“Kde domov můj, kde domov můj?” (“Where is my home, where is my home?”) This is the chorus of the Czech national anthem. I wasn’t thinking of home when I read those few lines in the daily Lidová demokracie (People’s Democracy) that August morning in 1979. I have nothing to lose anymore, I thought and began to wonder how to organize everything. The newspaper said that Ceaușescu, the then Romanian president, closed the borders with Hungary because of the oil crisis. So all the tourists from the eastern states who wanted to or already were on their way to Bulgaria by car could not travel through Romania. It was quickly decided that for about two weeks, all those who had already arranged for a holiday in Bulgaria could go through Yugoslavia without an exit visa. That was my opportunity.
Ten years after the failure of the Prague Spring and the onset of “normalization”, after ten years of control, spying, bullying, persecution, interrogation, ban on studying, ban on travelling, with no passport, I decided to leave my homeland, my home. I managed to get to Belgrade after two days, hiding in a truck. Fifty Deutschmarks was enough for two nights in a pension. Now what?
Inevitably, I had to ask my mother for help. She had been living with my younger brother in Germany for ten years. Neither the Austrian nor the German consulates in Belgrade would let me in. Even back then, a sentry box with a security guard stood before the entrance. It was there to check if a person had all the necessary documents for entry. I did not. How could I? I was without a passport, without a permit. “It is not in the interest of the Czechoslovak Socialist Republic” for me to travel to Yugoslavia or anywhere else. This verdict – one of too many to count – was delivered to me in Germany after several months.
Yes, I finally did get to Germany
Yes, I finally did get to Germany, but I was not very welcome. My mother had to sign a statement that vouched I would not ask for financial assistance from the Federal Republic of Germany, and that I would be taken care of, either by her or by myself. It wasn’t that easy, because her new husband didn’t want her to help me by any means. And my relationship with my mother was already complicated. Despite all this, she helped me get from Yugoslavia and eventually also helped me in Germany.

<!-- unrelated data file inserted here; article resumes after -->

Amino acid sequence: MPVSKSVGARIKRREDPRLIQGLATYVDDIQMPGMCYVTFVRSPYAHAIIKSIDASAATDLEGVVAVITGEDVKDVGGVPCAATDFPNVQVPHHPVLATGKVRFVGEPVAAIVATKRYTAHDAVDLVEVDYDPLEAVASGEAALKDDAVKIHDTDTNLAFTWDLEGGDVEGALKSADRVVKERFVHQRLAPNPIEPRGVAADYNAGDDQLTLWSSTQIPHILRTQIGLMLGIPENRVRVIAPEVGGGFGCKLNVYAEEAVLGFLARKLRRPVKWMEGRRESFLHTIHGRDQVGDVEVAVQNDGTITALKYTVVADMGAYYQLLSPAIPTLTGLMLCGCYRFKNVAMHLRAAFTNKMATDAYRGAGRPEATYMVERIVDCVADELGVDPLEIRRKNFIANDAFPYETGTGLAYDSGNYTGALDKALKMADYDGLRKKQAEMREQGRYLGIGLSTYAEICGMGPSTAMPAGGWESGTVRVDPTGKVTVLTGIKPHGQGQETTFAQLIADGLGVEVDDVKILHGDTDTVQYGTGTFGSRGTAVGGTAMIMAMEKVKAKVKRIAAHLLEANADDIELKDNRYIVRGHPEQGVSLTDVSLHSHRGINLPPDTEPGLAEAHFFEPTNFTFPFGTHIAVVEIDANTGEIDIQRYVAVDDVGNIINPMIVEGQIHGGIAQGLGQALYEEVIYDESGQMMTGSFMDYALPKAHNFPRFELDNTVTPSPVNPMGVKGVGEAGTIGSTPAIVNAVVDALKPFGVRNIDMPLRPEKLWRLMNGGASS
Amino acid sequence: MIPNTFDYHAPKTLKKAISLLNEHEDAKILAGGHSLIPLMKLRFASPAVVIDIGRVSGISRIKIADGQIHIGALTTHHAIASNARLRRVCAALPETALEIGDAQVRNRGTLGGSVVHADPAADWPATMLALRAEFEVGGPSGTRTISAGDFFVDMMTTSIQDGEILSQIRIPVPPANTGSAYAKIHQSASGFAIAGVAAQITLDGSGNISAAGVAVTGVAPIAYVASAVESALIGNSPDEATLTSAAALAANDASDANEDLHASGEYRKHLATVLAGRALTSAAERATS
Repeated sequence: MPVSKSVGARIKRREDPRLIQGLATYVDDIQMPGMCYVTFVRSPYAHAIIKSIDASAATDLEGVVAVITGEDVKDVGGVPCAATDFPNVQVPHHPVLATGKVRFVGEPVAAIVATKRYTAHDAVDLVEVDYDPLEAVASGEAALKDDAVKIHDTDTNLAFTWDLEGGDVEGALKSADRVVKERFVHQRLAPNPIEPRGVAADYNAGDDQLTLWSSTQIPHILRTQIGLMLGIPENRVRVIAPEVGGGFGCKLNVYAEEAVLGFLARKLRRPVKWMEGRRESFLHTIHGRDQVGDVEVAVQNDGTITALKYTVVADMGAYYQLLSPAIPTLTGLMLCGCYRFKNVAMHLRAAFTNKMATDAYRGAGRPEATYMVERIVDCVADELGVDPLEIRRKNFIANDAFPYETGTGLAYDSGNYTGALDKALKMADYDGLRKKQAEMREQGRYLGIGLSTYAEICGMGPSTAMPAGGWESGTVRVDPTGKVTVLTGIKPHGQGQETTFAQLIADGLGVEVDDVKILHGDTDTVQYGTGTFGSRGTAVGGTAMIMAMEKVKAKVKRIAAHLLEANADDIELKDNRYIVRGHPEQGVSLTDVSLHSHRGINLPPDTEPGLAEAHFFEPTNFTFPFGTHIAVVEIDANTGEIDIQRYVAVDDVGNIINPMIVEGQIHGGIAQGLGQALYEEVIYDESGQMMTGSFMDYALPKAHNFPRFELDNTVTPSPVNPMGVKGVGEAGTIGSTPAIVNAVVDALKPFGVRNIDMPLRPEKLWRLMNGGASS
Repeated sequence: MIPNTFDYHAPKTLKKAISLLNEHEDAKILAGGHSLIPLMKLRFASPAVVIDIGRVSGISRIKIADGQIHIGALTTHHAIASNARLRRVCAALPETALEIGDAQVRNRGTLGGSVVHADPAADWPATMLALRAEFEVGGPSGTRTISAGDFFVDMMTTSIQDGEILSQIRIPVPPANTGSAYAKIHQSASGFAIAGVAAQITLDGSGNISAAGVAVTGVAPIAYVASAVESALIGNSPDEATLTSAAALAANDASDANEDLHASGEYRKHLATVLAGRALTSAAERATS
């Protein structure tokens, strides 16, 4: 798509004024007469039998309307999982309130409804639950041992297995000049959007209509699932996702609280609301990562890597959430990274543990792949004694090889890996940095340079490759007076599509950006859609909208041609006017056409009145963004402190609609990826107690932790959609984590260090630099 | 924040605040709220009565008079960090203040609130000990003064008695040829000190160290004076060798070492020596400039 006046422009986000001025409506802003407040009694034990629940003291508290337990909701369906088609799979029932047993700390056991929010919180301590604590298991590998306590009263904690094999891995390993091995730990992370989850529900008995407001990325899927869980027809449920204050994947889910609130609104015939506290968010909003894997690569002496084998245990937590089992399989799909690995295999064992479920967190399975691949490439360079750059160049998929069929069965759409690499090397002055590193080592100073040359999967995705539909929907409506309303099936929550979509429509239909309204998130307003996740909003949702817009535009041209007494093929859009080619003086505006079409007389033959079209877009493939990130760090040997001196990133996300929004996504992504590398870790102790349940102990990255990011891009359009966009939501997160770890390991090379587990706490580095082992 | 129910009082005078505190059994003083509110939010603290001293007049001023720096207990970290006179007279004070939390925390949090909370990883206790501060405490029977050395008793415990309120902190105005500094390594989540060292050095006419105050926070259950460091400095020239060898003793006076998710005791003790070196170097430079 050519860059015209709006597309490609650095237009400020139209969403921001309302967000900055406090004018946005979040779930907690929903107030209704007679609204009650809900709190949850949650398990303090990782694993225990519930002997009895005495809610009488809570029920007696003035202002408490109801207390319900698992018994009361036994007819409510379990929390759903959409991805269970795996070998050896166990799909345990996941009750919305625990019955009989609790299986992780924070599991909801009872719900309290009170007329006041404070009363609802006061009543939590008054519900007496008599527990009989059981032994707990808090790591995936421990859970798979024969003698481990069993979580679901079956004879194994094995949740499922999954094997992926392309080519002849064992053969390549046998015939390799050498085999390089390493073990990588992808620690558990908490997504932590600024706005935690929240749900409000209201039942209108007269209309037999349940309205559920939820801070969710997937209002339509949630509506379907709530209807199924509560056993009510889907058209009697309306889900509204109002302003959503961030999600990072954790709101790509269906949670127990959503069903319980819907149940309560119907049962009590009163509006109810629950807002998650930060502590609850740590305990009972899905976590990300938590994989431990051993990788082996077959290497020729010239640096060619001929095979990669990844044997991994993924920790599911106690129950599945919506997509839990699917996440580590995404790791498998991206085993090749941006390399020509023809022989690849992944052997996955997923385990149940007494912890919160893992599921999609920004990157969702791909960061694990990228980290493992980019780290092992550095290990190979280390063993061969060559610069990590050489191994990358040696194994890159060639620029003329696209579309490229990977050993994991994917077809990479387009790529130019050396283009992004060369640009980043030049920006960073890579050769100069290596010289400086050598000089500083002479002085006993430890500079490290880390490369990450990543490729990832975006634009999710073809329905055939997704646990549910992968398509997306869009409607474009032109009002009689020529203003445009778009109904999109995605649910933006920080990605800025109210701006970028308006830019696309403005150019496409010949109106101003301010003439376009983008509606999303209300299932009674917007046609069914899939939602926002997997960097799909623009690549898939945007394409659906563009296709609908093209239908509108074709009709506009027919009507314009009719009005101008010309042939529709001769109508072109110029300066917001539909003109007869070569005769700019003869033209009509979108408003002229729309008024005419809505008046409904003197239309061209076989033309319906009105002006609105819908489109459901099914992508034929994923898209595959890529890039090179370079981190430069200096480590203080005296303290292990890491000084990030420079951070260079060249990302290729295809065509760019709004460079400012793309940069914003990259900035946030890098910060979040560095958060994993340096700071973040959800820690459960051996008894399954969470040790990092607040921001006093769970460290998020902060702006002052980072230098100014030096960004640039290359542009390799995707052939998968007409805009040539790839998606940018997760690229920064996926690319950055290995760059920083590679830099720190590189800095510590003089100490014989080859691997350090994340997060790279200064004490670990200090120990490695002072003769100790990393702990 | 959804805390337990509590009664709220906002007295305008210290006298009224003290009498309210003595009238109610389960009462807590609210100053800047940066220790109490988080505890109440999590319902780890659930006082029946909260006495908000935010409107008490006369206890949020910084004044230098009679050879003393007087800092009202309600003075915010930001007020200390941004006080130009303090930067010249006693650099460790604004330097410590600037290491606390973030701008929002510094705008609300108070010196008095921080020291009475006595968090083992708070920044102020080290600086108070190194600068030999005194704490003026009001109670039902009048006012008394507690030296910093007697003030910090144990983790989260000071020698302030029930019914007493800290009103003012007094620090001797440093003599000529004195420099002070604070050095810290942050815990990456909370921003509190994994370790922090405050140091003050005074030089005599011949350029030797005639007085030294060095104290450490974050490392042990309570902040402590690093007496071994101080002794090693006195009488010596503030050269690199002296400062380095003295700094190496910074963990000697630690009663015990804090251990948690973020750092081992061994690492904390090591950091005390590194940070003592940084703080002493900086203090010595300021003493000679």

I arrived in Erlangen in Bavaria, my new home, a week after leaving my native Prague. At the police station, they photographed me as if I were a criminal: from the right, from the left, and face forward. They took my fingerprints and wrote up a report. The next day I was supposed to report in Zirndorf, to a large American-run refugee camp. The Americans were making decisions about political asylum together with the Germans back then. The questioning was not lengthy, but among other things, I had to answer certain questions that strongly reminded me of those from the Communists. Another absurdity! Nevertheless, I received my papers stating that I was an asylum-seeker quite quickly. However, I had to establish permanent residence in Erlangen, and I wasn’t allowed to leave it without permission.
I got a work permit very quickly despite the fact I could barely speak German. So the possibilities of work were initially pretty limited. I still had the desire to study in my head, even though I was almost thirty. About a month later, I started working for a well-known American fast-food chain – at just over 4 DM (Deutschmarks) an hour. My basic knowledge of German was enough for that.